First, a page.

A security researcher last week said that Leopard's firewall is confusing, inconsistent, switched off by default and incompatible with some applications. "This firewall is a mess," said Rich Mogull, a security consultant and former Gartner analyst, after spending two days digging into the new firewall's capabilities.
The firewall in Mac OS X 10.5 Leopard uses a bare-bones interface - earlier this week, Mogull called it "so simple as to be nearly useless" - that offers users three options:
- Allow all incoming connections
- Block all incoming connections
- Set access for specific services and applications
"It's a step back from Tiger's firewall," said Mogull.
"I was originally pretty bullish on Leopard's security, and I still am on the concepts, but the implementation makes most of its advances ineffective or unusable."
Other settings let users switch on the stealth mode, which is supposed to cloak all ports on the Mac, preventing attackers from even "seeing" the machine when scanning the internet for open ports, and probing for potential victims.
After a Leopard upgrade, the firewall is set to the first, "Allow all..." which means, in fact, that the firewall is switched off. Users with machines that had the firewall turned on also saw their firewall turned off after Leopard was installed.
"'Block all...' does seem to block actual connections," said Mogull. "But any shared ports are detected as 'open/filtered' on a port scan."
And unless users turn on stealth, some services - Bonjour, Apple's network device locating technology, is one - are seen as open by scans, no matter what firewall setting is selected. Only by using "Block all..." with stealth enabled are shared services actually invisible.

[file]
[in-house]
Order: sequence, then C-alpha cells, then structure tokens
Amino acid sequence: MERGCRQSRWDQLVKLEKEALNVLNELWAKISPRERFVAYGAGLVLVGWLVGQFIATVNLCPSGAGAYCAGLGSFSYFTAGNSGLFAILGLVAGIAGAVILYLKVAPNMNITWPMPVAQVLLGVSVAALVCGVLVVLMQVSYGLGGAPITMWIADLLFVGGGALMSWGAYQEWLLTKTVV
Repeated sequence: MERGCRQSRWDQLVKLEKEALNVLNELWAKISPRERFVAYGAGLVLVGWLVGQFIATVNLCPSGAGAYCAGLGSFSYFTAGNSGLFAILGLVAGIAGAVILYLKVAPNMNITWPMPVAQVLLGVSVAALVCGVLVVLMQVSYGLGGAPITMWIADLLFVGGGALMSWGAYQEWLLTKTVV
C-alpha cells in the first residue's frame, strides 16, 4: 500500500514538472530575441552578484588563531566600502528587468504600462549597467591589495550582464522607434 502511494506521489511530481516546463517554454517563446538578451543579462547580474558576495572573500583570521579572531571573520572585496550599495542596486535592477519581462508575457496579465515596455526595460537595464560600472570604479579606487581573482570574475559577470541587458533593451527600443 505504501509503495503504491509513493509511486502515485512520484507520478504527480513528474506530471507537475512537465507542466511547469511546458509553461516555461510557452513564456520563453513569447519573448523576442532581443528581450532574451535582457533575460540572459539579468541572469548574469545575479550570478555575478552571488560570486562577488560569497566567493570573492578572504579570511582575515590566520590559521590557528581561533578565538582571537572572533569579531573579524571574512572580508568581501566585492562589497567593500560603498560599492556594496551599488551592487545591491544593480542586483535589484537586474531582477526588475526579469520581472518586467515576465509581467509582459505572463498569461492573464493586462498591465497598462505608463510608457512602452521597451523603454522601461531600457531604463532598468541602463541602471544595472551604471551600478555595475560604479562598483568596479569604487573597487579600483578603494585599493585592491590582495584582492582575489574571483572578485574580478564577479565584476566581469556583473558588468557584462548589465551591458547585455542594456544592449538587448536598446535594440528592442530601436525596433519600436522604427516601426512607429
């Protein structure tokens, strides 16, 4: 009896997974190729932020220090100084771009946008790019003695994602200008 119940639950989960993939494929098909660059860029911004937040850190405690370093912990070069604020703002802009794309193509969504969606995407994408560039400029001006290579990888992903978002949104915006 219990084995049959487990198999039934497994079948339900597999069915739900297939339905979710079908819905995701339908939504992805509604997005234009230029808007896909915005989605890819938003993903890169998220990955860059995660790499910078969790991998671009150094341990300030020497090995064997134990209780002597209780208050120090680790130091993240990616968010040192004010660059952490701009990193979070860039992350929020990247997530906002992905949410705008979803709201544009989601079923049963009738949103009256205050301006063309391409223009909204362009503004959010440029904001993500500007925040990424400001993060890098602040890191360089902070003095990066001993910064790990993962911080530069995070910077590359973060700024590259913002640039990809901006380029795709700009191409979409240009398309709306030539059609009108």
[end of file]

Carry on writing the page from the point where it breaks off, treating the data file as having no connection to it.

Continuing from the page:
"In short, 'Block all...' seems to block inbound connections but ports show as open/filtered," he said. "Stealth mode works, partially, but some ports still show on a port scan no matter what. Bonjour is always accessible, unless you're in stealth mode."
Those inconsistencies pale against the firewall's ability to break some applications without warning. While testing the firewall's "Set access..." option, Mogull discovered that Leopard prevents some applications from running.
When the "Set access..." mode is turned on, Leopard digitally signs applications that the user allows access to incoming communication. But if that application is subsequently changed - say when it's updated to a new version - the signature no longer matches and the application won't run.
While that's typical of firewalls, Leopard also blocks applications that change at runtime. Skype, the popular VoIP software and instant messenger, is one such program.
If the user has set the firewall to "Set access..." and runs Skype, the icon will bounce a time or two on the dock, but not load. Nor does Leopard tell the user that Skype has failed or why it won't launch. Only the Mac OS X Console gives a clue, with a message such as: 11/2/07 9:47:51 AM [0x0-0x35035].com.skype.skype Check 1 failed. Can't run Skype
"You can fix this by reinstalling Skype," said Mogull, "and it will work until the next time it's run. Then you have to reinstall Skype again. That's a bit of a problem."
Skype has acknowledged the problem as far back as August, but while it said then it was working on a fix, no version compatible with the Leopard firewall has been issued. (The last Mac OS X Skype update was released in July.)
"I was close to recommending the firewall in app signing mode ["Set access..."], but not with this problem of breaking applications," he said. Instead, users should rely on the protection built into their routers.
"If you have a wireless router between the modem and your Mac, you're fine," he said.
But even a flawed firewall isn't fatal, Mogull noted, for Mac users. "I run a firewall, but it's kind of out of habit from my days with Windows," he said. "I like that extra layer of protection."
But there have been few cases where exploits have actually claimed success against Apple's systems. "There was a zero-day, but that's been patched. I don't know of any ways of getting in today."
He declined to name the exploit.
"Fortunately, all of this is fixable," he said. "Apple clearly was a little rushed, but they're moving in the right direction. It's our responsibility to keep on Apple to make sure they convert these concepts into actual implementations.